Journal of Pharmaceutical Care & Health Systems

Journal of Pharmaceutical Care & Health Systems
Open Access

ISSN: 2376-0419

+44 1300 500008


Comparative Pharmacotherapy of Thyroid Diseases in Dogs and Cats--- What Should the Retail Pharmacist Filling Pet Prescriptions Understand?

Marina Mickael, Eric Morris, Mollie M Roush and Inder Sehgal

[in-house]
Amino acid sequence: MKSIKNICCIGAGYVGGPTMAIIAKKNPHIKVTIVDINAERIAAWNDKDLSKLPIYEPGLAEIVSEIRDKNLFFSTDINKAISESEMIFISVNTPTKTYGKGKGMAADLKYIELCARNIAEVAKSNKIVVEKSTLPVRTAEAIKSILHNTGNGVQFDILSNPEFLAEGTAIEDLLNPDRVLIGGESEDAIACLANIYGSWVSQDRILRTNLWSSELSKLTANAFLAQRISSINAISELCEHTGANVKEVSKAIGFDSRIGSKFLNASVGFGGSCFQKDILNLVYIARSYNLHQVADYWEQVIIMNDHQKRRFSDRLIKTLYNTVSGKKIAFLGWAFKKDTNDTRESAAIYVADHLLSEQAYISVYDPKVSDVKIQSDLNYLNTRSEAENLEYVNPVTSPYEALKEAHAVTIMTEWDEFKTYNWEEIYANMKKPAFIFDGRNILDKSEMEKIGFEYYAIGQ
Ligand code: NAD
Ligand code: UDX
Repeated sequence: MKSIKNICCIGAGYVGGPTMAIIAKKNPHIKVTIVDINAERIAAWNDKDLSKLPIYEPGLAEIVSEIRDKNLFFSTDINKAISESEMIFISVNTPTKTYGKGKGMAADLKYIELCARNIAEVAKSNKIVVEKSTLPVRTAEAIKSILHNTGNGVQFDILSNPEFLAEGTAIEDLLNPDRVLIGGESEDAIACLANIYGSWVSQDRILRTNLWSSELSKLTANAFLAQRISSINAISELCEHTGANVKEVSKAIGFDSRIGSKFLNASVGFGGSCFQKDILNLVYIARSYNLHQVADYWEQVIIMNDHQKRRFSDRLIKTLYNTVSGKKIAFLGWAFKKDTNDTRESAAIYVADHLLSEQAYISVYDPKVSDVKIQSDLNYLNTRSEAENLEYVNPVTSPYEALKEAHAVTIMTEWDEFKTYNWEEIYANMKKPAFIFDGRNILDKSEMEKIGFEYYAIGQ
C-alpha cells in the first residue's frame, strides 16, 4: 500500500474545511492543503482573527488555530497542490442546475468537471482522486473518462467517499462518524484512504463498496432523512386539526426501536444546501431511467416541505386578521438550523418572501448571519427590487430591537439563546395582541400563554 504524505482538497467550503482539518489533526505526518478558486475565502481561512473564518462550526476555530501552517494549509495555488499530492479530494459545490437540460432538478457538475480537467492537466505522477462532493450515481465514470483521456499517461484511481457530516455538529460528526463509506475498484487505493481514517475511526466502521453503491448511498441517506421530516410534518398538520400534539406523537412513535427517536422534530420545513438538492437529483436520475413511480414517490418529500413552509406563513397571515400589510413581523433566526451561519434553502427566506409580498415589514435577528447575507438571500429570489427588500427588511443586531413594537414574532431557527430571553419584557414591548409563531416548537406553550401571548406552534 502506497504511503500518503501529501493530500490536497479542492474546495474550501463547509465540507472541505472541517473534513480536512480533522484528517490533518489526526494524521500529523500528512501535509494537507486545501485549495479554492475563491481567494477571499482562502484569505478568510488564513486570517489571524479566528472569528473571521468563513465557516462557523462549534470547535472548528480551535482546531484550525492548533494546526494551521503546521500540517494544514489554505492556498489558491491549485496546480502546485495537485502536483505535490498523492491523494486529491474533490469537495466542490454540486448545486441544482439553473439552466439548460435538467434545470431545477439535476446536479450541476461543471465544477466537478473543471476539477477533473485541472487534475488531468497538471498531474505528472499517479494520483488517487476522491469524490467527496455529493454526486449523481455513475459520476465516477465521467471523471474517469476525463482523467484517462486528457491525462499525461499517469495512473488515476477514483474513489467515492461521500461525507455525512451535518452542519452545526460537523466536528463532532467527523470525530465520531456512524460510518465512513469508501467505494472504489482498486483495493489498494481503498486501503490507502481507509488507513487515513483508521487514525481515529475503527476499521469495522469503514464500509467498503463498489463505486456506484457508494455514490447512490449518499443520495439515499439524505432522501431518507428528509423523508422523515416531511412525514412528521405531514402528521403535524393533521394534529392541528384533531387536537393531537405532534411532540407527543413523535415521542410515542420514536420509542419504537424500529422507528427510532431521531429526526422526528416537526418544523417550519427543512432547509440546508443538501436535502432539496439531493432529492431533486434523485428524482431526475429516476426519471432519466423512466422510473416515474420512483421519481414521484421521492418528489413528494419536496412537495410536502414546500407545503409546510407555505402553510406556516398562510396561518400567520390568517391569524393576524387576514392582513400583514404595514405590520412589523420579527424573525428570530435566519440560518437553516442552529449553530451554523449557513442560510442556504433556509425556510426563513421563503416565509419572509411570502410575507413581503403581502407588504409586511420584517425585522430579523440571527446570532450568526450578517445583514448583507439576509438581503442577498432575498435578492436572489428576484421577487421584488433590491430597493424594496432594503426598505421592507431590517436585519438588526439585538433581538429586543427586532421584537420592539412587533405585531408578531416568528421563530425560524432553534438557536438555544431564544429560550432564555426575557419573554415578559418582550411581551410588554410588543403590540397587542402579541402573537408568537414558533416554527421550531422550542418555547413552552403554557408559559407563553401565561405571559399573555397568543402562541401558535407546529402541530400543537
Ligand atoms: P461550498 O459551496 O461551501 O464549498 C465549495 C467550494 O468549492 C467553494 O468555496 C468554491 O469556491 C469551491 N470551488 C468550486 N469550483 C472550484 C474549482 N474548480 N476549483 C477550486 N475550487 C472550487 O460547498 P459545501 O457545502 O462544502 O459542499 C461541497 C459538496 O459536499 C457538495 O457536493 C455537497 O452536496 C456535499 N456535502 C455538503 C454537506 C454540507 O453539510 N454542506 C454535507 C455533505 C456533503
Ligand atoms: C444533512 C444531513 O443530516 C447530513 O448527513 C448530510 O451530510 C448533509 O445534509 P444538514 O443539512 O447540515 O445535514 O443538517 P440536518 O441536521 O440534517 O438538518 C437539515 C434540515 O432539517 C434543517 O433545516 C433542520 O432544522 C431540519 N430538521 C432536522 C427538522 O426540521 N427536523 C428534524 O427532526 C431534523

Community pharmacies are increasingly receiving prescriptions from veterinarians for dogs and cats to receive human medications. However, retail pharmacists are not routinely trained in relevant aspects of veterinary-specific pharmacotherapy, such as, signs of improvement, time to improvement, drug administration techniques and potential adverse effects. Thyroid diseases in dogs and cats are treated with human-approved drugs that may be referred to pharmacies. Hypothyroidism is far more frequent in dogs, while hyperthyroidism is far more frequent in cats. Important comparative aspects of canine hypothyroidism pharmacotherapy can be summarized as follows: 1) Canine hypothyroid disease is similar to Hashimoto’s thyroiditis in humans in many of its signs and is treated using levothyroxine; 2) The doses of levothyroxine given to dogs are strikingly higher than in people; 3) A reasonable therapeutic goal is resolution of symptoms in two weeks to two months and a normal total T4 value (≈04-3.7 μg/dL). Important comparative aspects of feline hyperthyroidism pharmacotherapy are: 1) Cats usually have a functional thyroid adenoma, while people usually have an autoimmune condition referred to as Grave’s disease; 2) Common signs noticed by cat owners are weight loss and increased appetite; 3) Methimazole is used for therapy as it often is in people; 4) Clinical improvement follows in approximately 3-4 weeks; 5) Adverse reactions occur and are most often vomiting, anorexia, and lethargy; 6) Transdermal methimazole from a compounding pharmacy will be a consideration for some cats.